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Spokane, Washington  Est. May 19, 1883

Local, federal law enforcement end search for escaped mental patient for the day

Rachel Alexander, Kip Hill and Nina Culver The Spokesman-Review

A violent mental patient who escaped from a psychiatric hospital in Western Washington boarded a Greyhound bus for Spokane, sparking a massive manhunt Thursday in the foothills of Mount Spokane

Sheriff’s deputies and U.S. marshals called off the search for Anthony Garver at nightfall, but said they would keep extra patrols in the area and resume the search Friday.

Deputies got a tip around 3:30 p.m. that Garver was at his parents’ house in the area of MacMahan Road and Offmy Lane.

“We talked to them (the parents) and they said, yes, he was here,” Supervisory U.S. Marshal Bob Doty said. “He wasn’t there long.”

Spokane County Sheriff Ozzie Knezovich called the search “a pretty intense situation,” involving both federal and local law enforcement, police dogs, SWAT teams and helicopters.

Garver was last seen wearing a gray sweatshirt and blue jeans. He is believed to be on foot and officials do not know if he is armed, Doty said, adding, “It’s possible he’s still in the area.”

Law enforcement has received information in the past that Garver may have a cache of weapons hidden in the East Valley area that haven’t been located, the sheriff said.

Authorities are warning that he’s dangerous. Capt. Dave Ellis of the Spokane County Sheriff’s Office advised people in northeast Spokane County to call 911 if they see anything suspicious and not to confront Garver.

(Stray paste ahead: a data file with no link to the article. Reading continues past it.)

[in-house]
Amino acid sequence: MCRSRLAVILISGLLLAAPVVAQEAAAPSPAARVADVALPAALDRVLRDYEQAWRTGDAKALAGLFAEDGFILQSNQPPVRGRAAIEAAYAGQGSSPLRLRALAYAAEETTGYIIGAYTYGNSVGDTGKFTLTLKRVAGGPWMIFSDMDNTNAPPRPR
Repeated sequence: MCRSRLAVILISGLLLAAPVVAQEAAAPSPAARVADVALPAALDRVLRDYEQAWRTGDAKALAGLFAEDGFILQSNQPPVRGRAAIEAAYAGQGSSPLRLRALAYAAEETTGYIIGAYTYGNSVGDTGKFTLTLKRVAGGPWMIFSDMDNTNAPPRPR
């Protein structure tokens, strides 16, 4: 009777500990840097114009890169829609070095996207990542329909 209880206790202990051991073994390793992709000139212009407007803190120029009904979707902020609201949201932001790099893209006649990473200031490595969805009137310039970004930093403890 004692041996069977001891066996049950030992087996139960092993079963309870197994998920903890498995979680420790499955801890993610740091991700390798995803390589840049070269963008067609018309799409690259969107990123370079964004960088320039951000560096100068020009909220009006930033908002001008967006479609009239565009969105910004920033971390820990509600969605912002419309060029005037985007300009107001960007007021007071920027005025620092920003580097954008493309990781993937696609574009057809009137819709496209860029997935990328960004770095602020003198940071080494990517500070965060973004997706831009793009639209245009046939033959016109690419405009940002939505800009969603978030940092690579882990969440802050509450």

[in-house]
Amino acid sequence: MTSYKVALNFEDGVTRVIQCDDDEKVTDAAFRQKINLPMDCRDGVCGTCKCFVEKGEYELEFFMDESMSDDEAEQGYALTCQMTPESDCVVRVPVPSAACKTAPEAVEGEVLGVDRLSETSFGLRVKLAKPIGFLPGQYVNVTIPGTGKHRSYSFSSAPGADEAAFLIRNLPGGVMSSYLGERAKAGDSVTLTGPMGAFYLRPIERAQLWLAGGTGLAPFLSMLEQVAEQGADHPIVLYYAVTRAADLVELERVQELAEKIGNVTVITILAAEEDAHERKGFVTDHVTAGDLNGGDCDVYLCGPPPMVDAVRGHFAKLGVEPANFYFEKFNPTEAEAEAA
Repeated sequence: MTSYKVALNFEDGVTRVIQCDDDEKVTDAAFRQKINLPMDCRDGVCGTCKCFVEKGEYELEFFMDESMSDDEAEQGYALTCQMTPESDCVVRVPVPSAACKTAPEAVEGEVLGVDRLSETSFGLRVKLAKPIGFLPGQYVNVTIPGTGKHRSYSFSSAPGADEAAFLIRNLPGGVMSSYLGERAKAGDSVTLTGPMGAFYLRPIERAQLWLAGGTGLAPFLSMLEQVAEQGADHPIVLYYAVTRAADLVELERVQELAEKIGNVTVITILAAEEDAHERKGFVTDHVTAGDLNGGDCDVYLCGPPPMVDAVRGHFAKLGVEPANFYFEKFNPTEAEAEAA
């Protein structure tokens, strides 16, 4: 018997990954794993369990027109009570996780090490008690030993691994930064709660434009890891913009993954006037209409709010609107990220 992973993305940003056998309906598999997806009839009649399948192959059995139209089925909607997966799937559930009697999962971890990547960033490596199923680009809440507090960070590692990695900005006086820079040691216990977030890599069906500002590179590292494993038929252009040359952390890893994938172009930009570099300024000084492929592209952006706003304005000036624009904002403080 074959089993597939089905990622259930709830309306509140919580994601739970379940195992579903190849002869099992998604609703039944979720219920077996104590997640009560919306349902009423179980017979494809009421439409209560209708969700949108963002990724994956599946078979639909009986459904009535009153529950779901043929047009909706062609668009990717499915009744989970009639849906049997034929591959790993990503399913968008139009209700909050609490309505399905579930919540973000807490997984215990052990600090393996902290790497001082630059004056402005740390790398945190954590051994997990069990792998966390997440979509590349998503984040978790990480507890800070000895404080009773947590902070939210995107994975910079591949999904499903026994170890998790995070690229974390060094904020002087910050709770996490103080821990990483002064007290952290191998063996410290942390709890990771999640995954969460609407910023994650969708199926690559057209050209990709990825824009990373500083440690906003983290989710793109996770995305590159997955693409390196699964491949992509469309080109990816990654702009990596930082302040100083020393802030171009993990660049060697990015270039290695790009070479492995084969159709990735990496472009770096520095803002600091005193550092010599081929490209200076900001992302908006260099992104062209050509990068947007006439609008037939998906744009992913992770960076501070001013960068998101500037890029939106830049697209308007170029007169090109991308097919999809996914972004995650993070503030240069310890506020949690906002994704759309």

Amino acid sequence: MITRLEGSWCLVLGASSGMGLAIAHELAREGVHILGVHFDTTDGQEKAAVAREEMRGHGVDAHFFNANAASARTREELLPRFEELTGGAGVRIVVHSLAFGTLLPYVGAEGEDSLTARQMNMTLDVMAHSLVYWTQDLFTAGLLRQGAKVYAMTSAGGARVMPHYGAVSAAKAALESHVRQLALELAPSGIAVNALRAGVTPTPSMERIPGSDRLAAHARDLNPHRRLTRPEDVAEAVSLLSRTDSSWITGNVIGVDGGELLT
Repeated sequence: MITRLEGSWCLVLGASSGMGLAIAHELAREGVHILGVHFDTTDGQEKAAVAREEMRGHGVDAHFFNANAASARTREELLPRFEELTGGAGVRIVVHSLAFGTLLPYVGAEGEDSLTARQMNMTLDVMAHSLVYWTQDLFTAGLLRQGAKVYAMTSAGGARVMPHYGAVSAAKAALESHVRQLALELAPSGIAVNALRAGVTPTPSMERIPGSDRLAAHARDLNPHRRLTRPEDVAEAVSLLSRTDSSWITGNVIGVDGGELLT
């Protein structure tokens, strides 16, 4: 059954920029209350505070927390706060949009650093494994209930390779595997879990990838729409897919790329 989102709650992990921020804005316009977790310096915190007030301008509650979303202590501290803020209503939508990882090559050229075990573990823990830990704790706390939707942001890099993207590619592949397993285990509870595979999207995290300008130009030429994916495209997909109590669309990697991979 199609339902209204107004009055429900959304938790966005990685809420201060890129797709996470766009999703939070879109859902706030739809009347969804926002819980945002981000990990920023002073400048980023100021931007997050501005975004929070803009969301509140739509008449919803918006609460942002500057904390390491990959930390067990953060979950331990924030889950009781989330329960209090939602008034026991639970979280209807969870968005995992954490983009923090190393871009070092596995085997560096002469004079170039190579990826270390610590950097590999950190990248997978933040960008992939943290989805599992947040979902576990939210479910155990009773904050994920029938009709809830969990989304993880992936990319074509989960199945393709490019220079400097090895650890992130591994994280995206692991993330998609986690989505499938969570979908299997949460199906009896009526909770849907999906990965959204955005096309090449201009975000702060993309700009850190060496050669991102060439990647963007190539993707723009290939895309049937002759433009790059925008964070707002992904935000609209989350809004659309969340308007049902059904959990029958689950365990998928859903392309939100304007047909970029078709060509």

“We are looking for him with everything we’ve got,” Knezovich said, adding that he’s frustrated the state of Washington continues to treat Garver as a “low-risk individual.”

History of escaping custody

Garver has a history of escaping custody.

In 2009, he was the subject of a monthlong manhunt that ended when federal agents found him hiding in the woods near Mount Spokane. He escaped from a halfway house, and in 2013 failed to check in with his probation officer after being released from federal prison. Later that year, he was accused of killing a 20-year-old woman in Snohomish County who was found bound with electrical cords and stabbed to death. Garver was found incompetent to stand trial three times while undergoing treatment for schizophrenia.

Garver, 28, and 58-year-old Mark Alexander Adams escaped from Western State Hospital in Pierce County, south of Tacoma, sometime Wednesday evening. Adams was recaptured Thursday morning in Des Moines, Washington, Lakewood police said.

Lakewood police said Thursday afternoon that Garver purchased a Greyhound bus ticket bound for Spokane on Wednesday evening in Seattle.

“At the facility he was at, he was allowed to have cash,” Doty said.

Escape may have been months in the making

Both Garver and Adams were housed in Western State Hospital’s locked civil ward, a news release from DSHS said. They were both seen around 6 p.m. Wednesday at dinner, then discovered missing during an hourly patient check at 6:45 p.m.